Searching over 5,500,000 cases.

Buy This Entire Record For $7.95

Official citation and/or docket number and footnotes (if any) for this case available with purchase.

Learn more about what you receive with purchase of this case.


United States District Court for the District of Columbia

February 23, 2004.

TOMMY G. THOMPSON, Secretary, Department of Health and Human Services, Defendant

The opinion of the court was delivered by: HENRY KENNEDY, District Judge


Plaintiffs, four national organizations and individual Medicare beneficiaries, brought this action against defendant Tommy G. Thompson, Secretary, Department of Health and Human Services ("Secretary" or "HHS"), for his failure to comply with statutory obligations under 42 U.S.C. § 1395w-24(a)(1) and 42 U.S.C. § 1395w-21(d). Presently before this court is plaintiffs' motion for attorney's fees pursuant to the Equal Access to Justice Act ("EAJA"), 28 U.S.C. § 2412 [#33]. Upon consideration of plaintiffs' motion, the opposition thereto, and the record of this case, the court concludes that plaintiffs' motion for attorneys fees should be granted.


  The attorney's fee issue arises in the context of this suit which was brought to require the Secretary to follow statutory directives that implement the federal Medicareਚ≱ program. This program provides beneficiaries the option of selecting health coverage from a variety of private plans offered by participating Medicareਚ≱ Organizations ("MCOs"). In order to participate in the Medicareਚ≱ program, each participating MCO must provide the Secretary Page 2 with detailed and accurate information describing the coverage they offer on an annual basis. 42 U.S.C. § 1395w-24(a)(2)-(4). Once the Secretary has this information, he is required "to broadly disseminate" the information regarding the coverage options to eligible individuals, 42 U.S.C. § 1395w-21(d)(1), by mailing information comparing the various plans to every eligible individual. 42 U.S.C. § 1395w-21(d)(2)(A).

  This action ensued because of two actions taken by the Secretary in 2001. First, the Secretary extended the deadline for MCOs to submit information to HHS regarding their plans. Although the statute at the time required MCOs to provide the information by July 1 of each year, 42 U.S.C. § 1395w-24(a)(1), on May 25, 2001, responding to industry complaints about the problems the statutory deadline posed for MCOs, the Secretary notified three industry associations that he had extended the deadline until September 17. Second, in equally blatant contravention of statutory authority requiring him to mail plan comparison information to eligible individuals, 42 U.S.C. § 1395w-21(d)(2), the Secretary announced HHS's intention to omit plan comparison data from the annual fall mailing to eligible individuals. In lieu of the mailing, HHS would encourage beneficiaries to obtain plan information directly from HHS, via a dedicated telephone service or the Internet.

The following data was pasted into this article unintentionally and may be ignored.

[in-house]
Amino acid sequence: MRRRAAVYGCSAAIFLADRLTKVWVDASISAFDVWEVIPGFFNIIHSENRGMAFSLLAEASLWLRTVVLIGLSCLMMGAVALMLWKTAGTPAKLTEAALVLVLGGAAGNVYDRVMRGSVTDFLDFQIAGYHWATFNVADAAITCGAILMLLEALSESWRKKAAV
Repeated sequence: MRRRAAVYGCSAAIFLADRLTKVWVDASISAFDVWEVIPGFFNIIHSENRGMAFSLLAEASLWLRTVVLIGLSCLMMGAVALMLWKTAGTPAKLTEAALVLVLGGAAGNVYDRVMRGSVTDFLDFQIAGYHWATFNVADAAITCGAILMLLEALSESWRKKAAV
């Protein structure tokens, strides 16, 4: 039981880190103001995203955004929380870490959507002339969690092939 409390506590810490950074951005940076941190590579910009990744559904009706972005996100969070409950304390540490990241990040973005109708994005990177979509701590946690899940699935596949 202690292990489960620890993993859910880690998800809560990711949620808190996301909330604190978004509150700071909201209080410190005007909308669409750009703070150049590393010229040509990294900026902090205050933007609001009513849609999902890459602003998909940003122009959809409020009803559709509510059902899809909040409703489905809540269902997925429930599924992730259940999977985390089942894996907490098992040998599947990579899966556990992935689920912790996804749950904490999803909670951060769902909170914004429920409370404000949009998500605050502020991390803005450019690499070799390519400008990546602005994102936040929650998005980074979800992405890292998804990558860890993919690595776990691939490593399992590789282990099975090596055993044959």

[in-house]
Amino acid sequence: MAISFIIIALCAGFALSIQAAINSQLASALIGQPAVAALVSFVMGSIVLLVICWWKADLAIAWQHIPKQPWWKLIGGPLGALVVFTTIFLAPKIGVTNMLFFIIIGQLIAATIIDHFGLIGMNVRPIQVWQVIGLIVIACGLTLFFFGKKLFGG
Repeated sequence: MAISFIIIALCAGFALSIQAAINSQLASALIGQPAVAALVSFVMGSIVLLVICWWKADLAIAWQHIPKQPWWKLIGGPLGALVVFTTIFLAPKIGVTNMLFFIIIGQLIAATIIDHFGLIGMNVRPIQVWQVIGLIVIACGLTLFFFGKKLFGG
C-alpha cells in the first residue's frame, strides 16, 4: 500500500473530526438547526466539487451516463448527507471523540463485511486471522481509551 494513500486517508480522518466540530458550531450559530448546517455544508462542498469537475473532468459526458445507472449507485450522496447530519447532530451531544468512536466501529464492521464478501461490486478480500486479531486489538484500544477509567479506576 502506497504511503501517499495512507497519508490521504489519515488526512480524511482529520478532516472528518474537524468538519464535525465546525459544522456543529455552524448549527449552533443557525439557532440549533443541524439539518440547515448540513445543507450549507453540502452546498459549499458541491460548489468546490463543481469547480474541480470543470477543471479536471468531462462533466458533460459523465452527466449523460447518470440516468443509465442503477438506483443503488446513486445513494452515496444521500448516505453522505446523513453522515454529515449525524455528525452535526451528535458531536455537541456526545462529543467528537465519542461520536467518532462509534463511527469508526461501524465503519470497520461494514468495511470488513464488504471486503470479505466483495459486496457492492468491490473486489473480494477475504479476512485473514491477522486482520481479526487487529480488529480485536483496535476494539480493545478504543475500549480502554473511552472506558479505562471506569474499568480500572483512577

Plaintiffs filed the instant action on June 22, 2001, and, on July 19, 2001, filed a motion for a preliminary injunction and for summary judgment. Defending against the motion for a preliminary injunction, the Secretary insisted that his actions were a proper response to logistical, budgetary, and practical considerations. In an oral ruling from the bench on August 9, 2001, this court rejected the Secretary's position, ruling that assuming the Secretary possessed certain residual authority to create statutory exceptions based upon "administrative necessity," he could Page 3 not meet his heavy burden of showing the impossibility of compliance with the statutory directives at issue in this case. Tr. of Prelim. Inj. at 4 (Aug. 9, 2001). The court made particular mention of the Secretary's "audacity" in claiming on the one hand that mailing plan comparison information to beneficiaries would be too expensive, while on the other proposing to spend $35 million on advertisements to educate beneficiaries about how to obtain plan information. Id. at 8. Thus the Secretary was enjoined to comply with § 1395w-21(d).

  In compliance with the court's order, HHS disseminated a supplemental mailing with the plan comparison information on October 17, 2001. Because the July 1 deadline had passed, however, the Secretary did not comply with § 1395w-24(a)(1) during that year. On September 6, 2002, the court denied the Secretary's motion to dismiss for lack of subject matter jurisdiction or for a stay of proceedings and granted plaintiffs' motion for summary judgment.